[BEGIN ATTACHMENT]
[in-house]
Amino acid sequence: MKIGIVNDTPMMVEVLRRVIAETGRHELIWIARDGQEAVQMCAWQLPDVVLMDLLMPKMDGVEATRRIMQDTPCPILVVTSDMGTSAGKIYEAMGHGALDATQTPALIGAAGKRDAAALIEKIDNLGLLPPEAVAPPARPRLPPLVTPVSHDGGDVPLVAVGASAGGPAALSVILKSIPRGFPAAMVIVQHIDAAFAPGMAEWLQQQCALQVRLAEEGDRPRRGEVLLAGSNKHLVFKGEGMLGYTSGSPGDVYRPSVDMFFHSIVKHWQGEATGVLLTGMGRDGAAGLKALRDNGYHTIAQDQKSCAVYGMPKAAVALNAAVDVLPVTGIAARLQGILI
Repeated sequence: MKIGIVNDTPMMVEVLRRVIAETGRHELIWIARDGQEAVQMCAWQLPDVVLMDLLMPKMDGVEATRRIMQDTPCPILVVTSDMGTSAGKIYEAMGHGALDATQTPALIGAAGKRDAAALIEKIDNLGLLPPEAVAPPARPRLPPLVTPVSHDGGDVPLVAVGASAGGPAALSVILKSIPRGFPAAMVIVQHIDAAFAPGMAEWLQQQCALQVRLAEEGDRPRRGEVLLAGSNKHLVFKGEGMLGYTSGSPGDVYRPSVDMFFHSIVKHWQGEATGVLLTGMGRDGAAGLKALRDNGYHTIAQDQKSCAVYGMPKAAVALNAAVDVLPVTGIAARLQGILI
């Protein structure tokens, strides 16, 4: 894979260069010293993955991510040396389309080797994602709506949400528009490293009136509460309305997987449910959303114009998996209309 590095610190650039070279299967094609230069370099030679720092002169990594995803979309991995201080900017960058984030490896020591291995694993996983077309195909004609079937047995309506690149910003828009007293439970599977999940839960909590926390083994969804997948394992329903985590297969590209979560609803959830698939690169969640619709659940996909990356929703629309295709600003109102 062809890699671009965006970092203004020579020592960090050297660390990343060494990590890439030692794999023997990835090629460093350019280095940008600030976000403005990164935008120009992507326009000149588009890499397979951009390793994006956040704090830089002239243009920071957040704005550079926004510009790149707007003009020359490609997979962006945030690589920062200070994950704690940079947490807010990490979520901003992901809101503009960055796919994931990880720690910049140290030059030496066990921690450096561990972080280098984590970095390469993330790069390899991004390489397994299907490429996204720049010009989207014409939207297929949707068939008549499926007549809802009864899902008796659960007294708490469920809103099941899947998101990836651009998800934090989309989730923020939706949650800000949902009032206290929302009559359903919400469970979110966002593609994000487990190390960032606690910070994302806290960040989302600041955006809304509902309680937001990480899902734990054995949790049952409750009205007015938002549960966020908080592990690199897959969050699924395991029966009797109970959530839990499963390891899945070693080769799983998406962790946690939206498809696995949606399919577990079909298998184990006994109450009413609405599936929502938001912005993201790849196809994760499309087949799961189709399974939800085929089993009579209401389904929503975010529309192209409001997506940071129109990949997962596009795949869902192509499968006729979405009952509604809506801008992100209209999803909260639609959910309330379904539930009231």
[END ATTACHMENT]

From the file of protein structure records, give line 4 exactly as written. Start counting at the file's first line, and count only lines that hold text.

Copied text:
């Protein structure tokens, strides 16, 4: 894979260069010293993955991510040396389309080797994602709506949400528009490293009136509460309305997987449910959303114009998996209309 590095610190650039070279299967094609230069370099030679720092002169990594995803979309991995201080900017960058984030490896020591291995694993996983077309195909004609079937047995309506690149910003828009007293439970599977999940839960909590926390083994969804997948394992329903985590297969590209979560609803959830698939690169969640619709659940996909990356929703629309295709600003109102 062809890699671009965006970092203004020579020592960090050297660390990343060494990590890439030692794999023997990835090629460093350019280095940008600030976000403005990164935008120009992507326009000149588009890499397979951009390793994006956040704090830089002239243009920071957040704005550079926004510009790149707007003009020359490609997979962006945030690589920062200070994950704690940079947490807010990490979520901003992901809101503009960055796919994931990880720690910049140290030059030496066990921690450096561990972080280098984590970095390469993330790069390899991004390489397994299907490429996204720049010009989207014409939207297929949707068939008549499926007549809802009864899902008796659960007294708490469920809103099941899947998101990836651009998800934090989309989730923020939706949650800000949902009032206290929302009559359903919400469970979110966002593609994000487990190390960032606690910070994302806290960040989302600041955006809304509902309680937001990480899902734990054995949790049952409750009205007015938002549960966020908080592990690199897959969050699924395991029966009797109970959530839990499963390891899945070693080769799983998406962790946690939206498809696995949606399919577990079909298998184990006994109450009413609405599936929502938001912005993201790849196809994760499309087949799961189709399974939800085929089993009579209401389904929503975010529309192209409001997506940071129109990949997962596009795949869902192509499968006729979405009952509604809506801008992100209209999803909260639609959910309330379904539930009231």